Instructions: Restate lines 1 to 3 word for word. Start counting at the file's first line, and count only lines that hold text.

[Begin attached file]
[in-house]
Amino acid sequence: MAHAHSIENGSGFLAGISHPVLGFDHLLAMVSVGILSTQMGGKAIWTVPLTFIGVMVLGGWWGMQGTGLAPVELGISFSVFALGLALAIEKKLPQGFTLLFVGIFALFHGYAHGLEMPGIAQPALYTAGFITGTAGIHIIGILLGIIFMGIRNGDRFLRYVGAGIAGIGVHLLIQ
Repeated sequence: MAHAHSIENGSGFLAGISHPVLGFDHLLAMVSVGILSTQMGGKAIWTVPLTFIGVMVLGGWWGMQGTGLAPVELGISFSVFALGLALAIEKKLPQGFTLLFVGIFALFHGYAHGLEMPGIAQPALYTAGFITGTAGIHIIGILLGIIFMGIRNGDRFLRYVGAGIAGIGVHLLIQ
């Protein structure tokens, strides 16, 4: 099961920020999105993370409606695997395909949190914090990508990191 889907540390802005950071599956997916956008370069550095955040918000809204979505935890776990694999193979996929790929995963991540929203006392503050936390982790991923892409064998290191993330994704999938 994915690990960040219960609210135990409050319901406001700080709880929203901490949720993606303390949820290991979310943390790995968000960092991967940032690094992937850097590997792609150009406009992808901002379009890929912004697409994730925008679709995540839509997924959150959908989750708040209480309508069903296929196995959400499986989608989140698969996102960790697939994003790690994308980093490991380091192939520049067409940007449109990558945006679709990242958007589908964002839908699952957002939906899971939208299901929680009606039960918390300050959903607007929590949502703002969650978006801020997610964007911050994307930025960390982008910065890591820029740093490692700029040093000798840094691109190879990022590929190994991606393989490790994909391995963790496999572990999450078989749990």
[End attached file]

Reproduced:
[in-house]
Amino acid sequence: MAHAHSIENGSGFLAGISHPVLGFDHLLAMVSVGILSTQMGGKAIWTVPLTFIGVMVLGGWWGMQGTGLAPVELGISFSVFALGLALAIEKKLPQGFTLLFVGIFALFHGYAHGLEMPGIAQPALYTAGFITGTAGIHIIGILLGIIFMGIRNGDRFLRYVGAGIAGIGVHLLIQ
Repeated sequence: MAHAHSIENGSGFLAGISHPVLGFDHLLAMVSVGILSTQMGGKAIWTVPLTFIGVMVLGGWWGMQGTGLAPVELGISFSVFALGLALAIEKKLPQGFTLLFVGIFALFHGYAHGLEMPGIAQPALYTAGFITGTAGIHIIGILLGIIFMGIRNGDRFLRYVGAGIAGIGVHLLIQ